The Supreme Court has adjourned a case between the Pacific International Commercial Bank and the Tongan Reserve Bank until September 29 so that both parties can agree on a security deposit.

Lord Chief Justice Paulsen, presiding, said PICB should pay a security deposit for costs before the PICB’s challenge to the Reserve Bank’s decision proceeds.

The hearing was the latest in a series of appeals and hearings that began when the Reserve Bank withdrew PICB’s operating license on July 26, 2016.

The judge said the kernel of PICB’s case was that it was entitled to be given 10 working days to respond to the Reserve Bank’s intention to revoke its licence.

It said the Reserve Bank’s notice was unlawful and of no effect because it did not afford to PICB the prescribed period for a response.

The PICB launched its first action against the Reserve Bank on August 2, 2016, asking that the decision be quashed and ordering the reserve Bank to allow the PICB a chance to submit reasons why its license should be cancelled.

It also asked for TP$10 million in general damages and TP$5 million in punitive  damages.

He said the PICB sought interim relief from the Reserve Bank’s orders, but abandoned the application.

The PICB also argued that the Reserve Bank owed PICB a duty of care to supervise its operations carefully and reasonably.

The PICB argued that the Reserve Bank had failed in its duty by failing to give PICB a reasonable opportunity to submit reasons why its license should not be revoked.

In his commentary on the hearing Lord Chief Justice Paulsen said that in revoking a banking licence, the Reserve  Bank  was concerned with the prudential supervision and public confidence in the operation   and  stability   of  the  financial   system  ‘and  to   protect  the interests of client’s, investors  and  general  public  depositors.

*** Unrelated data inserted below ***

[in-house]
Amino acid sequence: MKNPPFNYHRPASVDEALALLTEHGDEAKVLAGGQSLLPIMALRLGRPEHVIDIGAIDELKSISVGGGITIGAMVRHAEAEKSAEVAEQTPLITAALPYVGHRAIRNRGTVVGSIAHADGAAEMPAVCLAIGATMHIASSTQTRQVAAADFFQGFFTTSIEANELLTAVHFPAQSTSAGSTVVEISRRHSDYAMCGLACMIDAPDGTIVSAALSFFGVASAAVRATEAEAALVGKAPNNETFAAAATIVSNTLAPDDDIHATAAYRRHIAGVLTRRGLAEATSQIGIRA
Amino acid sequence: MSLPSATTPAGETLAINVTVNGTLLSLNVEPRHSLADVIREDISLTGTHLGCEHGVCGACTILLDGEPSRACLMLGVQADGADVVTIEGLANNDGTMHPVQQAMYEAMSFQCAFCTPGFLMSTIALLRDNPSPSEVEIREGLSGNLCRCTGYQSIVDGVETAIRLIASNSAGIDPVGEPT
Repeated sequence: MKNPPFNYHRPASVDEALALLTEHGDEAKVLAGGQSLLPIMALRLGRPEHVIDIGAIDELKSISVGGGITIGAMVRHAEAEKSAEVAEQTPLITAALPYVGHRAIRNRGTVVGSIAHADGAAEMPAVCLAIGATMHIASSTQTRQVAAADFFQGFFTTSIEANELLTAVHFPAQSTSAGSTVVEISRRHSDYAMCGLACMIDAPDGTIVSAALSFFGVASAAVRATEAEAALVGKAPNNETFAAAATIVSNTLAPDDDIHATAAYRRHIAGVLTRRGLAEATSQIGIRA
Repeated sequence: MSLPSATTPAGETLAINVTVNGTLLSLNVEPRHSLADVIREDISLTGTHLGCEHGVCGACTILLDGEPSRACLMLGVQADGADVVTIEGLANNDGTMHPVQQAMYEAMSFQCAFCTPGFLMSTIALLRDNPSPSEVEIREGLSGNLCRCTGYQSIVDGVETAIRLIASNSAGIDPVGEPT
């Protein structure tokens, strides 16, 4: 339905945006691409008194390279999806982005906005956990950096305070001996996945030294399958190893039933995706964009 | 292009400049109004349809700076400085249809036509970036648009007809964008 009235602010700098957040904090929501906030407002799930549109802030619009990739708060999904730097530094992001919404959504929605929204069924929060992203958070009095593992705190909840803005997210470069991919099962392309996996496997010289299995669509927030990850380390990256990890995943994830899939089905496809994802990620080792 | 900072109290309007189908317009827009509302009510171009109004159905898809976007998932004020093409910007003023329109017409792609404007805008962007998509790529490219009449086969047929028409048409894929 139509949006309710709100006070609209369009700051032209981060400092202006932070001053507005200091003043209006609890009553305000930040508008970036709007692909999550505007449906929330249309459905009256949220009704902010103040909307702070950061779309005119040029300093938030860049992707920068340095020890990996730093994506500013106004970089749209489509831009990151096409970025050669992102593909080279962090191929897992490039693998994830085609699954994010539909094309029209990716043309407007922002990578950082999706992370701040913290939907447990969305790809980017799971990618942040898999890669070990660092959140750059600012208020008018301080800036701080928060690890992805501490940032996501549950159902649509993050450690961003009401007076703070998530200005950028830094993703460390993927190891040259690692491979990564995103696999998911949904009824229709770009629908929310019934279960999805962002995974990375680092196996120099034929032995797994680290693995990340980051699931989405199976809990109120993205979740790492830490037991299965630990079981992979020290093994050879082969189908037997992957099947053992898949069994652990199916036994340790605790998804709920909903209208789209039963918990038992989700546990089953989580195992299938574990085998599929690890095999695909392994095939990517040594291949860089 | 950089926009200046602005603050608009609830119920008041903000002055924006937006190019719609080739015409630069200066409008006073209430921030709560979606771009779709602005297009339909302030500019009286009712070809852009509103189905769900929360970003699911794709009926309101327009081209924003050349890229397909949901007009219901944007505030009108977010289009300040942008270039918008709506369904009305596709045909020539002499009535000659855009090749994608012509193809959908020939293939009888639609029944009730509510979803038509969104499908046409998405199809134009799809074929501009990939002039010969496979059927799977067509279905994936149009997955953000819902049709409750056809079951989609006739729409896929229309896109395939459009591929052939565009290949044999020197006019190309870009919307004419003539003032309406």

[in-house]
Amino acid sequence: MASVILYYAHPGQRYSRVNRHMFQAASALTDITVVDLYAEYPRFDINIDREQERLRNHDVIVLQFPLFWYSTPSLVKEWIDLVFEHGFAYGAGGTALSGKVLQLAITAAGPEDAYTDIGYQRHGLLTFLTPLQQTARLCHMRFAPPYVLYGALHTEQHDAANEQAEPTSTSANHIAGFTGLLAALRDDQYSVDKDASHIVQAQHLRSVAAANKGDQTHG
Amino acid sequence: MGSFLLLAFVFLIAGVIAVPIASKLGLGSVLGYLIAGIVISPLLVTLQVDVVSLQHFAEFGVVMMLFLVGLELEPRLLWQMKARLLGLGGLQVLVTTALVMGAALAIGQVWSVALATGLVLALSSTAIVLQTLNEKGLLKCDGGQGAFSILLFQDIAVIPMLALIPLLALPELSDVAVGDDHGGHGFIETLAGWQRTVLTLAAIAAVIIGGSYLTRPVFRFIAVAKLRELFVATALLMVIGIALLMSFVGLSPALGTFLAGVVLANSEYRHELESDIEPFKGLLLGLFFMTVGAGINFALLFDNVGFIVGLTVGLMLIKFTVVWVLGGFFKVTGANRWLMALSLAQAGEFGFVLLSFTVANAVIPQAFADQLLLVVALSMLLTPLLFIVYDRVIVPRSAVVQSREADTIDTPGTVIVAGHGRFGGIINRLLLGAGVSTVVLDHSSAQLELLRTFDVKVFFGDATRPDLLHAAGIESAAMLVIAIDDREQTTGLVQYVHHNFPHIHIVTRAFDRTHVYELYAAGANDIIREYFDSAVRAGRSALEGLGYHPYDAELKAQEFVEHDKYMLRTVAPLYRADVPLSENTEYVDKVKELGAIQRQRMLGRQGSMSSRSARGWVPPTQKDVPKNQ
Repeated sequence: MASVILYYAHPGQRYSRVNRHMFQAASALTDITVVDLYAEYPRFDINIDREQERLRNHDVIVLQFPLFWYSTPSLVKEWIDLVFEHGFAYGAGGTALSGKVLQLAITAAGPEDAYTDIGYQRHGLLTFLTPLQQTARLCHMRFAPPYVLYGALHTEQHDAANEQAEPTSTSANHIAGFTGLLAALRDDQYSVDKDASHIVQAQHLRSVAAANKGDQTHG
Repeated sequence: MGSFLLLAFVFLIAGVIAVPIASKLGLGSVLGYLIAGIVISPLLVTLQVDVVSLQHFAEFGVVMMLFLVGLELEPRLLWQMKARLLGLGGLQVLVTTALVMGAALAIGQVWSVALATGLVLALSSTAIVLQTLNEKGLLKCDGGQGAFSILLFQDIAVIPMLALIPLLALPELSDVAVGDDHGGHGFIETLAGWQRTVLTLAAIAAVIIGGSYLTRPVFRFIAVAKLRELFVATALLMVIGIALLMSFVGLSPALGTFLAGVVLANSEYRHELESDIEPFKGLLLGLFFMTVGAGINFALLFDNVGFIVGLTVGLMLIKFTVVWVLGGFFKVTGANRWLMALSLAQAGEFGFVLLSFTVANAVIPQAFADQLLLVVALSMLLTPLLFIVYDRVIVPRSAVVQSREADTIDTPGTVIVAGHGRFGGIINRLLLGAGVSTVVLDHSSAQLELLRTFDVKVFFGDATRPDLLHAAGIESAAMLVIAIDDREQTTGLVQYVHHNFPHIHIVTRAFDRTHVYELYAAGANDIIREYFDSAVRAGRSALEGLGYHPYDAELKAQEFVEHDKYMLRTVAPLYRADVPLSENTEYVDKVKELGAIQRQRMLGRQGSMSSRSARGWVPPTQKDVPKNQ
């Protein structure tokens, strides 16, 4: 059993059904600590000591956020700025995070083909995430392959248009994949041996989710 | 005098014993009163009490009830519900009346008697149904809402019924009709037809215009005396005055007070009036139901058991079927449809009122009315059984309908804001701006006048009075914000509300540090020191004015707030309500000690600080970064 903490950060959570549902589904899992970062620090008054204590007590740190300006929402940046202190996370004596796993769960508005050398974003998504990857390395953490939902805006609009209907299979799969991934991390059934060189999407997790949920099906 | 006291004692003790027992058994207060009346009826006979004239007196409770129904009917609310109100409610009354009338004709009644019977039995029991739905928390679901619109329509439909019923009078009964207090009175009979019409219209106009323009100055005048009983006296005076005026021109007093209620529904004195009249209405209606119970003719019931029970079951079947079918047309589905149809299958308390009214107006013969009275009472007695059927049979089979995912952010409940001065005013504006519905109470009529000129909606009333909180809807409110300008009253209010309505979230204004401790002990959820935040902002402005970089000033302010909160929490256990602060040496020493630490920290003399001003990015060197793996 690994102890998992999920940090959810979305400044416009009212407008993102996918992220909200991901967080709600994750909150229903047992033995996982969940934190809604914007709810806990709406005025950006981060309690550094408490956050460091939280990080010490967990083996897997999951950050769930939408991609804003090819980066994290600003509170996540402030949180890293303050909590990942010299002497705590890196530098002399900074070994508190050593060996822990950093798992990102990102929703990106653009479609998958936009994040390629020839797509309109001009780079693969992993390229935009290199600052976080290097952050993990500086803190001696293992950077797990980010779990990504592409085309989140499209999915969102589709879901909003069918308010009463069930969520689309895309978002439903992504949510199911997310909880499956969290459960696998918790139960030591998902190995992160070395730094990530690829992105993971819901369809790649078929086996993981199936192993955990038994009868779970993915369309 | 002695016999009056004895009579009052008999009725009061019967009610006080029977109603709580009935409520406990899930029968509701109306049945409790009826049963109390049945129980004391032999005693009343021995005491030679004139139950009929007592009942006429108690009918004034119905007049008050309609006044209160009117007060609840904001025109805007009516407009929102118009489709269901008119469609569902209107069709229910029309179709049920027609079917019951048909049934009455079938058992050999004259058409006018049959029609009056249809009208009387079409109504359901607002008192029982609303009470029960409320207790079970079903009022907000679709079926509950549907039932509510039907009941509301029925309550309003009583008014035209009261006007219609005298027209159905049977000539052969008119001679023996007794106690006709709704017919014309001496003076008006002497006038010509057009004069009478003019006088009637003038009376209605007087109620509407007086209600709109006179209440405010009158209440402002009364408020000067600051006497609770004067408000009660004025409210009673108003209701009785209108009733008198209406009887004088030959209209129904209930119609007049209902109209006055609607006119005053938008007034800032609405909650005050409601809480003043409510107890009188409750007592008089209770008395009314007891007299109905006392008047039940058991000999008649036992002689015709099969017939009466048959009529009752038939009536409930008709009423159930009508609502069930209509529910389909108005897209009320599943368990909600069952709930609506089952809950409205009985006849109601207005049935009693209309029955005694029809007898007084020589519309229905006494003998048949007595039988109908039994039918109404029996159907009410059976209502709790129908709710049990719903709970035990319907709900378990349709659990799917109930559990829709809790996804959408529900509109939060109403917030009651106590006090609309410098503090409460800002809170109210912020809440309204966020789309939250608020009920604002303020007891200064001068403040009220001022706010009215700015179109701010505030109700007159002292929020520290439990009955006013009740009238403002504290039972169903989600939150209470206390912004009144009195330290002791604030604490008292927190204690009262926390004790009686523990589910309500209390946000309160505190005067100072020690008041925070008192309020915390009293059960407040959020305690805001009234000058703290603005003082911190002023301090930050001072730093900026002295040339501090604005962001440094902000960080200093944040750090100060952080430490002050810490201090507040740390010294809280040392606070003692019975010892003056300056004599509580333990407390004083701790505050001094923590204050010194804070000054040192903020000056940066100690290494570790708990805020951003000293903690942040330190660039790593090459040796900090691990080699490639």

“To impose on the Reserve Bank a common law duty of care as alleged  in this case would be inconsistent with the performance by the Reserve Bank’s of its supervisory functions and its duty to protect clients, investors and general public depositors,” the judge said.

He said it might also  discourage the performance of the Reserve Bank’s duties for fear of civil liability.

The PICB argued that it was vulnerable and had no way of protecting itself from the negligent decision  of  the  Reserve Bank to revoke its licence.

However, Lord Chief Justice Paulsen said that PICB was a substantial commercial enterprise concerned with making profits from providing banking  services.

“It was  well  able  to  protect itself by conducting its operations  prudently  and  carefully  in  accordance with the requirements  of the  Act and its  licence,” the judge said.

“I can see no tenable argument that the Reserve Bank owed PICB a duty of care.”

The main points

  • The Supreme Court has adjourned a case between the Pacific International Commercial Bank and the Tongan Reserve Bank until September 29 so that both parties can agree on a security deposit.
  • Lord Chief Justice Paulsen, presiding, said PICB should pay a security deposit for costs before the PICB’s challenge to the Reserve Banks decision proceeds.
  • The hearing was the latest in a series of appeals and hearings that began when the Reserve Bank withdrew PICB’s operating license on July 26, 2016.

For more information 

Reserve Bank says shutting down Pacific International was in best interests of Tonga

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